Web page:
The problem is that we call people who change their mind flip-floppers and act like they have no integrity. We need to be more nuanced about how we define integrity. For me, it’s not about sticking to opinions, but about sticking to values.

My personal values are generosity, excellence, integrity and freedom. I’m very flexible about the best way to live those values. If I am of the opinion that generosity means volunteering, and if you could convince me with some good evidence or analysis that volunteering is not the most efficient way for me to be making an impact, I’m quite happy to admit that I was wrong and change course. I’m just trying to find better ways to pursue my values.

One of the most effective flip-floppers in American history was Abraham Lincoln. When Lincoln came into the White House, he was convinced that if he tried to abolish slavery that it would tear the union apart and that America wouldn’t survive. How lucky are we that he was willing to change that particular opinion? His values didn’t evolve – he always wanted to end slavery – he believed that everyone deserved opportunity and freedom and that nobody should be discriminated against, let alone owned because of the colour of their skin. In order to advance that value, he had to stay flexible about what policy was going to be effective. We need to hold up these values and be clear that Lincoln was not flip-flopping. He stayed true to his values and adjusted his policies to advance those values.

In the UK, Margaret Thatcher famously said, ‘this lady is not for turning…’ yet if you look at the biggest mistakes that politicians make, it’s when they are stuck to their convictions and do not change course when needed. 

Q: How can we apply a better understanding of our values and beliefs?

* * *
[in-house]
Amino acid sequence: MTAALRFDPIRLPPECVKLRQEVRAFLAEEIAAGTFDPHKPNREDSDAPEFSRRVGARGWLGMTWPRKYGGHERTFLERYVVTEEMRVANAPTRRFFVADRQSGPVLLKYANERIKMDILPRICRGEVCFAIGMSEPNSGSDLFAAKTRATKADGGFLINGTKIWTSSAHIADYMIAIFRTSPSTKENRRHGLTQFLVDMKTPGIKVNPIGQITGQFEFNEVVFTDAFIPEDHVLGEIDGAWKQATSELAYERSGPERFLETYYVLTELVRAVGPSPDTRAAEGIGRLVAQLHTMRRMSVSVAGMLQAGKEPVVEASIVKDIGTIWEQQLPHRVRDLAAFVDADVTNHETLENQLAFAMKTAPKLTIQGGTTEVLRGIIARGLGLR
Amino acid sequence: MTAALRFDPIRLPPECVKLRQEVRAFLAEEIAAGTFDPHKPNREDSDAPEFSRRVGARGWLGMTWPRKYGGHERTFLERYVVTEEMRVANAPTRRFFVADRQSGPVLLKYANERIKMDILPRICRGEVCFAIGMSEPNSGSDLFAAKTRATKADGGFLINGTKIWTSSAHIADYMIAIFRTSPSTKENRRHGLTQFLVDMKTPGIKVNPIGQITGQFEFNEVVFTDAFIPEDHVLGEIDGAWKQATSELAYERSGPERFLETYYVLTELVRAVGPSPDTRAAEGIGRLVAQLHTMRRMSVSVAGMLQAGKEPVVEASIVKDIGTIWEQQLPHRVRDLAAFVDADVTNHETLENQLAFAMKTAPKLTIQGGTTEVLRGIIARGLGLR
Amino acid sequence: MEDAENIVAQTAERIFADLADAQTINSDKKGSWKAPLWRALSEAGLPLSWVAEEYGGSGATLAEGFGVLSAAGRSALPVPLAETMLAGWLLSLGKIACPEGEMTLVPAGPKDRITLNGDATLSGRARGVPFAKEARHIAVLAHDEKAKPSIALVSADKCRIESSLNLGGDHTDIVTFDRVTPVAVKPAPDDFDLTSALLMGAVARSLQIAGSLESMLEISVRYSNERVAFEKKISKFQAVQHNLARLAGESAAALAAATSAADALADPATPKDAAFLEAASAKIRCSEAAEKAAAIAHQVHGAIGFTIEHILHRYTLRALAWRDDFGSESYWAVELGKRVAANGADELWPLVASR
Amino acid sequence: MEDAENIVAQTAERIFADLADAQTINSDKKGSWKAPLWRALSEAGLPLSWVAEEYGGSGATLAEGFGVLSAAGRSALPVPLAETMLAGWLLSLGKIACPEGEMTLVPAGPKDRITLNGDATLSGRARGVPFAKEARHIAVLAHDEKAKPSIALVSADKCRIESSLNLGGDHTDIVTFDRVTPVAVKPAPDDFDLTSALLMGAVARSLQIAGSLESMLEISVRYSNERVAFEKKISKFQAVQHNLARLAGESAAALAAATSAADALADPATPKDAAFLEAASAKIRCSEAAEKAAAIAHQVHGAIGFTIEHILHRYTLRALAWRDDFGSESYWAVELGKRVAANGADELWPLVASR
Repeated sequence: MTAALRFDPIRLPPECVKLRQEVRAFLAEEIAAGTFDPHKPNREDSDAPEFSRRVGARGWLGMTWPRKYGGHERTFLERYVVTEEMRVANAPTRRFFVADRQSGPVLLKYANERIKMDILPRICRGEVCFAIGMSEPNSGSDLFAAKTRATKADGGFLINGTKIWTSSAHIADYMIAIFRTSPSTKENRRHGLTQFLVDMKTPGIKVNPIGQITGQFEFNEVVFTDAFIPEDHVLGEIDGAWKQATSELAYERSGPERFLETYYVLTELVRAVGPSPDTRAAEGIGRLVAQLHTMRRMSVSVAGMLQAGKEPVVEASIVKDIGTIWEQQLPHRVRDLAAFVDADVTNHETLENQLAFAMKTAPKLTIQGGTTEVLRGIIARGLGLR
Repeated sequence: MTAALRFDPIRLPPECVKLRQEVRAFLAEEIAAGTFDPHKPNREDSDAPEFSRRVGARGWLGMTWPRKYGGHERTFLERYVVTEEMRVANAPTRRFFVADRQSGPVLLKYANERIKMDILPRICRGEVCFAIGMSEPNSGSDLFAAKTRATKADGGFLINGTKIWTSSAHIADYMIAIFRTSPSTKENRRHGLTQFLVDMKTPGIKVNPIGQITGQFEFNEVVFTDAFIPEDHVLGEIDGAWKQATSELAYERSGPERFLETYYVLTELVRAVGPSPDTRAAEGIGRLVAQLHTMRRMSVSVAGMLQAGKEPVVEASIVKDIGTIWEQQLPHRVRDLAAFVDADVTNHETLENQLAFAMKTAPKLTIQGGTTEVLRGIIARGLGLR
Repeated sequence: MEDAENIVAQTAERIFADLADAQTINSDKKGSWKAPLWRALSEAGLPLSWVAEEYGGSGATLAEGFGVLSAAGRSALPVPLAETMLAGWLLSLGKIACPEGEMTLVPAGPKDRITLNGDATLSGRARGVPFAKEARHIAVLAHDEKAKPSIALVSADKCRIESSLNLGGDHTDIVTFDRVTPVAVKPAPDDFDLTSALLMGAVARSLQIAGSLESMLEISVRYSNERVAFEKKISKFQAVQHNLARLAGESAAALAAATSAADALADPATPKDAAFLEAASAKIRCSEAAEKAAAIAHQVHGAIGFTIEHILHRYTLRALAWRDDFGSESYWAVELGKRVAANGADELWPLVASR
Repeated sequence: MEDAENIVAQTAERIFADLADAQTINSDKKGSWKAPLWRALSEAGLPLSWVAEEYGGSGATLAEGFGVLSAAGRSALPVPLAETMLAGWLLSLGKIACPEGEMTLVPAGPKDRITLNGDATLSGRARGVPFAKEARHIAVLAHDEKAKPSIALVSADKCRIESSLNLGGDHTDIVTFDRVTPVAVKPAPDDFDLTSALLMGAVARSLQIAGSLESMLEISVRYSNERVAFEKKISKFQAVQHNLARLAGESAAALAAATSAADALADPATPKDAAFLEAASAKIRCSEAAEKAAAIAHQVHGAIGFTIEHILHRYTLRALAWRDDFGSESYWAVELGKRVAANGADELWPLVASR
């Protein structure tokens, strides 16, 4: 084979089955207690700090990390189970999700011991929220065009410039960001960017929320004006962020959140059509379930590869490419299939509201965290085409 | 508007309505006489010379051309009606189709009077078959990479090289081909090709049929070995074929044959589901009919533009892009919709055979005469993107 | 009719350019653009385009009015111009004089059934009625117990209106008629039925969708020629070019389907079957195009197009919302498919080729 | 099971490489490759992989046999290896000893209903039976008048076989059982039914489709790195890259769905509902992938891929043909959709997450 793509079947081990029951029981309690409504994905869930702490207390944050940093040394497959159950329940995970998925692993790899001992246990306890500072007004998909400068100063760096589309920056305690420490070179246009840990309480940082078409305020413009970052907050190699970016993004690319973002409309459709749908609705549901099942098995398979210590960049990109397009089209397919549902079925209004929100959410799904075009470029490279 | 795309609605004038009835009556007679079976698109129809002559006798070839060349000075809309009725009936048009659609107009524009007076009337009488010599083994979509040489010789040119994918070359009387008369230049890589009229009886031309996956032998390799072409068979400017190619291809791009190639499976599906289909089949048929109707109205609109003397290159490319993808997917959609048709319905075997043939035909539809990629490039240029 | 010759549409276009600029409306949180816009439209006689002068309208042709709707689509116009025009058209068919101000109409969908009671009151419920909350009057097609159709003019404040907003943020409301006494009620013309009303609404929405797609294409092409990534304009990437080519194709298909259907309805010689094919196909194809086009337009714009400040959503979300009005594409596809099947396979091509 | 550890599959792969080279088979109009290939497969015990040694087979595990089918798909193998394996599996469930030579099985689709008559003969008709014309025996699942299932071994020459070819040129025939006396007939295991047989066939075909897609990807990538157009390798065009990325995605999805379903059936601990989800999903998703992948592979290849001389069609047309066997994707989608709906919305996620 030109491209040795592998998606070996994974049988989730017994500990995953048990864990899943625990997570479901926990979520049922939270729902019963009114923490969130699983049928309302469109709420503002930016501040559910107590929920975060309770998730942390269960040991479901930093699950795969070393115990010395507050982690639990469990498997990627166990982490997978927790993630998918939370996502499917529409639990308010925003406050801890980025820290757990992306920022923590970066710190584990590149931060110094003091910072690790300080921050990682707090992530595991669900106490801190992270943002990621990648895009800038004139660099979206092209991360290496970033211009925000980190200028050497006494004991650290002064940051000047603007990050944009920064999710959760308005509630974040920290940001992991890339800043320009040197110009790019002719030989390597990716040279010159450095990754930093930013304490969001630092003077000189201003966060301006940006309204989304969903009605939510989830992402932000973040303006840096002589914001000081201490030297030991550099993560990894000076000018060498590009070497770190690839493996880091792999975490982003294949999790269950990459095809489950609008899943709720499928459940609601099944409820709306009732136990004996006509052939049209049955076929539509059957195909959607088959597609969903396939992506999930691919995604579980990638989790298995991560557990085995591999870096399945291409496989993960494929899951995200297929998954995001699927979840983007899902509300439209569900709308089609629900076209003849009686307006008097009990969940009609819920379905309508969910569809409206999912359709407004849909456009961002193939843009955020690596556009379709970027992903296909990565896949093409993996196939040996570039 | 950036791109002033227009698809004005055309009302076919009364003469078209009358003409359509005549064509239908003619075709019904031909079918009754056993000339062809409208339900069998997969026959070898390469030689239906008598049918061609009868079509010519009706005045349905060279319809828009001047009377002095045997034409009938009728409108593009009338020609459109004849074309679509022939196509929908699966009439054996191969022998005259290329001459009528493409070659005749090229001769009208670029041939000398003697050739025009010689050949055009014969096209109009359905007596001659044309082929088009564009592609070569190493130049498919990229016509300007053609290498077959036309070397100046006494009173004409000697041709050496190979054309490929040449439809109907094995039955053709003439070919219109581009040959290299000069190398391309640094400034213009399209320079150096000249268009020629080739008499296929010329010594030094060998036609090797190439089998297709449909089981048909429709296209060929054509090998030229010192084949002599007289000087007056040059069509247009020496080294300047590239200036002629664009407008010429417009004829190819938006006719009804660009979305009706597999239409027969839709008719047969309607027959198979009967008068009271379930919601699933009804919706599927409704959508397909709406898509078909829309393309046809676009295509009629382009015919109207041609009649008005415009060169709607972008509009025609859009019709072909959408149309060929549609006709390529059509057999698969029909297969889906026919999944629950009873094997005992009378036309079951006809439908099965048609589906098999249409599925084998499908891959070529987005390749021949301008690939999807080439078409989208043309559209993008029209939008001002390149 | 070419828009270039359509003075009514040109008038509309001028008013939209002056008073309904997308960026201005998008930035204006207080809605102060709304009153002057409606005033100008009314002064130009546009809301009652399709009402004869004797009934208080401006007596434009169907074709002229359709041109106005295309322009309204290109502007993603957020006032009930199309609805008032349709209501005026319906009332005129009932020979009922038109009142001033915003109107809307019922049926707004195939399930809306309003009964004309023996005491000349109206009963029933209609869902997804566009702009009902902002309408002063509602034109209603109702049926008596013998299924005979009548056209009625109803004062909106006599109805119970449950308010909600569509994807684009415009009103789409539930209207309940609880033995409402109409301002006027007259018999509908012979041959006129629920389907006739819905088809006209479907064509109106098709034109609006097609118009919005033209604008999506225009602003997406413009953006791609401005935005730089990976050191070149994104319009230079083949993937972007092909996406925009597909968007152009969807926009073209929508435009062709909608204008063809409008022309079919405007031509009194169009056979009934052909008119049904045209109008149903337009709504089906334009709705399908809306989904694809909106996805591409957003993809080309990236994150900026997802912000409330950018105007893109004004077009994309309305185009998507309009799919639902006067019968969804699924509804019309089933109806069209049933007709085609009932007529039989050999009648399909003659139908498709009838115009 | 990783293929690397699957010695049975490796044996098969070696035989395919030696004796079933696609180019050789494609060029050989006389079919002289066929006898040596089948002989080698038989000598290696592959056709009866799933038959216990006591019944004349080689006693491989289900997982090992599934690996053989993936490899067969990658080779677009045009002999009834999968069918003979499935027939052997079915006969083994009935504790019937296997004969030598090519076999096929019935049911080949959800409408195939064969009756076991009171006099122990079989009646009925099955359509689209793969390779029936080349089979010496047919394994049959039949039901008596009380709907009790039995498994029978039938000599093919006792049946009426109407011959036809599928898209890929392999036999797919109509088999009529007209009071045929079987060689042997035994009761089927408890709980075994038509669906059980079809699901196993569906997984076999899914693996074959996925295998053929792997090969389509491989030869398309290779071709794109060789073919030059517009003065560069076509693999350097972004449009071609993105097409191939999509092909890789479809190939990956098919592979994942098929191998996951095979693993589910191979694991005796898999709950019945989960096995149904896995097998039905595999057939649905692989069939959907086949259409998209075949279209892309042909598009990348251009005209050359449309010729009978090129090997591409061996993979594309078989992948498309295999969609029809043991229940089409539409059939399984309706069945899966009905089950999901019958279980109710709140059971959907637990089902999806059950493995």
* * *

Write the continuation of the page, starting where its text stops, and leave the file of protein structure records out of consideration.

[Adam Grant]: I’ve wasted many hours trying to change people’s values as opposed to just reframing the ideas that I’m excited about in terms of values they already hold. To start, we have to find out what the principles and values are which hold the greatest importance to the person we are conversing with. This comes out of the psychology of motivational interviewing where a counselling psychologist will often deal with people who are facing addiction and try to guide them towards overcoming that addiction. It’s not the right approach to tell the client what to do… to preach at them… or prosecute them…. What they’ll often do is say, ‘OK, you’ve come to talk to me today, what are your goals? What are your values? What are you trying to accomplish?’ The client may say something like, ‘well, I’d really like to live a life where substance abuse doesn’t damage my relationships…’ Most of us would have the natural instinct to say, ‘well, why haven’t you quit yet?’ – but a motivational interviewer would say, ‘….it’s not my place to tell you whether you should be quitting alcohol or drugs or not, but can you help me understand the consequences that your addiction has had on your life? And help me understand the kind of changes you are considering and why?’ – This approach allows the person to look at their own values, share those with you, and then find their own motivations than change. It’s a lot more effective than ramming your reasons for change down their throat!